Post-War Tourism in the Reconciliation Process of New Zealand Vietnam War Veterans

Post-War Tourism in the Reconciliation Process of New Zealand Vietnam War Veterans

Maria Dorsey (University of Otago, USA)
DOI: 10.4018/978-1-7998-5053-3.ch007
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Abstract

Tourism has the potential to act as a positive force in reconciliation efforts between countries. The basis of tourism in facilitating reconciliation is premised on people coming into contact with one another in non-adversarial settings, which support a higher probability that positive effects can result from this contact. The investigation on post-war tourism and its role in moving the reconciliation process forward has been limited. Since the Vietnam War ended, there has been a growing phenomenon of Vietnam War veterans returning to visit Vietnam. This chapter examines the impact of New Zealand Vietnam veterans' visits to post-war Vietnam on the reconciliation process with the Vietnamese and with self.
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Introduction

The emotional and physical trauma caused by acts of perceived wrong-doing and traumatic events such as war serves as an impetus for people to seek reconciliation with self and others. The complexity of reconciling relationships within a post-war context centres on the psychological as well as sociological elements that can either support or block the reconciliation process. Tourism as a facilitator of reconciliation is premised on the idea that people coming into contact with one another in non-adversarial settings supports a higher probability that positive effects can result from this contact (Moufakkir & Kelly, 2010). The positive effect of contact in a tourism setting can serve as a catalyst for the development of strategies that addresses past conflicts (Hewstone, Cairns, Voci, Hamberger, & Niens, 2006). In addition, the growth of trust, as well as improved intergroup relations and attitudes from these tourism contacts, may facilitate the reconciliation process among the affected intergroups at the individual level (Hayes & McAllister, 2001).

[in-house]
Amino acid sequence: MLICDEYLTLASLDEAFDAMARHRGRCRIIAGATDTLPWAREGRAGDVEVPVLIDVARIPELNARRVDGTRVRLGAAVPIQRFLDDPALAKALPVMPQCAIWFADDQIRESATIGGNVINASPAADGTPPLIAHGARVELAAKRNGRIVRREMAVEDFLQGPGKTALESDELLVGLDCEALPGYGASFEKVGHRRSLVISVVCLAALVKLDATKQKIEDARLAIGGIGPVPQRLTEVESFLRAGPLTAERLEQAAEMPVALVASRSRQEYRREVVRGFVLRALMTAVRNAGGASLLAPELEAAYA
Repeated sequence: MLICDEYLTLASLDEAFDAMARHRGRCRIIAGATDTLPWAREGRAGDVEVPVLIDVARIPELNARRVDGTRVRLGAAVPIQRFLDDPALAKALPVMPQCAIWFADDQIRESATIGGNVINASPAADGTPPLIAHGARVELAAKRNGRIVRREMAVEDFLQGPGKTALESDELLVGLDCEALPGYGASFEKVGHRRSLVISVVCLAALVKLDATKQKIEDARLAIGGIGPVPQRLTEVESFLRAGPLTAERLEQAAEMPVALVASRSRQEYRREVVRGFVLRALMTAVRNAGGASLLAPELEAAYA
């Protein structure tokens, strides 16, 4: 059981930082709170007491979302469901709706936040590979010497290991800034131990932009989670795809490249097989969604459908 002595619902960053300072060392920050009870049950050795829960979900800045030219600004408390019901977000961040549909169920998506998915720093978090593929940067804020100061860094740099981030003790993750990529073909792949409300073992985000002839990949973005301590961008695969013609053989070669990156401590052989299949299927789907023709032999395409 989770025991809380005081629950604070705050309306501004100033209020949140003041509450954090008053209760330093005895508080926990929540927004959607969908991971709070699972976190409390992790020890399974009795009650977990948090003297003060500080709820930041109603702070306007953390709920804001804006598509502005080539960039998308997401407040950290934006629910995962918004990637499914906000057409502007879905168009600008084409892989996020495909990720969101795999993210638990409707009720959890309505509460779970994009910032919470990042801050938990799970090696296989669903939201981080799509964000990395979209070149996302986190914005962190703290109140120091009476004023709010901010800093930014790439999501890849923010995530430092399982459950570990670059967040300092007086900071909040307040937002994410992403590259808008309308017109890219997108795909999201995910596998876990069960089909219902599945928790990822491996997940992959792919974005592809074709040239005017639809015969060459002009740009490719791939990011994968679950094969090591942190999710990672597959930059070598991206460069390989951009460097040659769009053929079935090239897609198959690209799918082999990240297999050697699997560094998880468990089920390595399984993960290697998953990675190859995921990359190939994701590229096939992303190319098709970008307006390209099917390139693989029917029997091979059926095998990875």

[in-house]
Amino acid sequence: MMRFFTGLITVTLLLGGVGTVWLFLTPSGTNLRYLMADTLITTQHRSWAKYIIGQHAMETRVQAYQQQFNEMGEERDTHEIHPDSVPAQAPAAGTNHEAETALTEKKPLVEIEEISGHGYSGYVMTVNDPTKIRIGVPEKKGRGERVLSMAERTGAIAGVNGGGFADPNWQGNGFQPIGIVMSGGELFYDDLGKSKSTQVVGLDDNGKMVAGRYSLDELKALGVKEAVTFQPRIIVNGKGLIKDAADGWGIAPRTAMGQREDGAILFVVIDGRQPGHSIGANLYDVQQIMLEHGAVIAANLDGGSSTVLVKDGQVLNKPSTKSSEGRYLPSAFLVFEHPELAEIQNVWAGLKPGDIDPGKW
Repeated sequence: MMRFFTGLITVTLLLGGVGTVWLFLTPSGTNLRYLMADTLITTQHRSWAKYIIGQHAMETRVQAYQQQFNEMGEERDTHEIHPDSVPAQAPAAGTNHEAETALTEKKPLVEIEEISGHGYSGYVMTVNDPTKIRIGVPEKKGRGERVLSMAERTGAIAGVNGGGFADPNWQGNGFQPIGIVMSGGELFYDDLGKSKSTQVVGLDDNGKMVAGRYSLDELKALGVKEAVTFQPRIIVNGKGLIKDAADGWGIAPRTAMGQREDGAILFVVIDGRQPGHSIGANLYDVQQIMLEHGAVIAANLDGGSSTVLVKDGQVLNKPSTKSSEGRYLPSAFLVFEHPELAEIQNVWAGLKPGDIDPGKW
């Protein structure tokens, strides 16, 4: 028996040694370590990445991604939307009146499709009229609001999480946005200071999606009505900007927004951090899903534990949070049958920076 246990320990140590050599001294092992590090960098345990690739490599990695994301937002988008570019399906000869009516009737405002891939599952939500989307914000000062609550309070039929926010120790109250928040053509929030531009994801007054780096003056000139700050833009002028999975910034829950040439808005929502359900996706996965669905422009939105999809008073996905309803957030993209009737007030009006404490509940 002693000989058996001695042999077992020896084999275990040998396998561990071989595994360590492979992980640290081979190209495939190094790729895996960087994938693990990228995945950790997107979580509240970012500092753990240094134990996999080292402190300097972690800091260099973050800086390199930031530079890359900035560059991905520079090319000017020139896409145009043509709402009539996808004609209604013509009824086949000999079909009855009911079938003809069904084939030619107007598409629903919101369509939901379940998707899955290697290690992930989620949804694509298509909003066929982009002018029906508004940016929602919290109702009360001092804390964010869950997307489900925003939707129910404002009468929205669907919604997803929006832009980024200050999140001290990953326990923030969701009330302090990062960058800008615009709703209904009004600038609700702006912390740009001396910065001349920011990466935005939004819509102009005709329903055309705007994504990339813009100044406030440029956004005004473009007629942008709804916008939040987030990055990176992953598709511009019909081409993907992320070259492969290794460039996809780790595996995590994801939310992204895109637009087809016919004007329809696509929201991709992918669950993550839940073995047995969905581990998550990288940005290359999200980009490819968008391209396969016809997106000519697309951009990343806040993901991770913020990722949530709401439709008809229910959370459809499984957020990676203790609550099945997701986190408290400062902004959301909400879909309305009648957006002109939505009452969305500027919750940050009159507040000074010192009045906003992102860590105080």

Intergroup contact is an essential element for reconciliation initiatives, but there are challenges for this contact to occur in a post-war context (Freeman, 2012). There has been a lack of research which investigates tourism and its role in moving the post-war reconciliation process forward. Building upon the conceptualization of reconciliation and previous research on contact theory as well as the collected data on the New Zealand Vietnam War veterans, this chapter provides a clearer understanding of tourism’s impact on the post-war reconciliation process.

Key Terms in this Chapter

Mass Tourism: Participation in tourism in large numbers.

Intergroup Contact: Interaction between in-group and out-group members.

Prejudice: A negative attitude towards an individual, group or race based on their perceived characteristics.

Contact Theory: The idea that in-group members by learning new information about the out-group through direct contact will be less prejudiced towards members of the out-group.

Push Factors: Factors that encourage individuals to travel away from their home.

Post-War Tourism: Starts is at the end of the war that is marked by tourists’ numbers beginning to rebound towards the pre-war period as there is a growing number of adventure tourists, family members of missing servicemen, and opportunists infiltrating the war zone.

Pull Factors: Attributes of a destination that encourage individuals to travel to that location.

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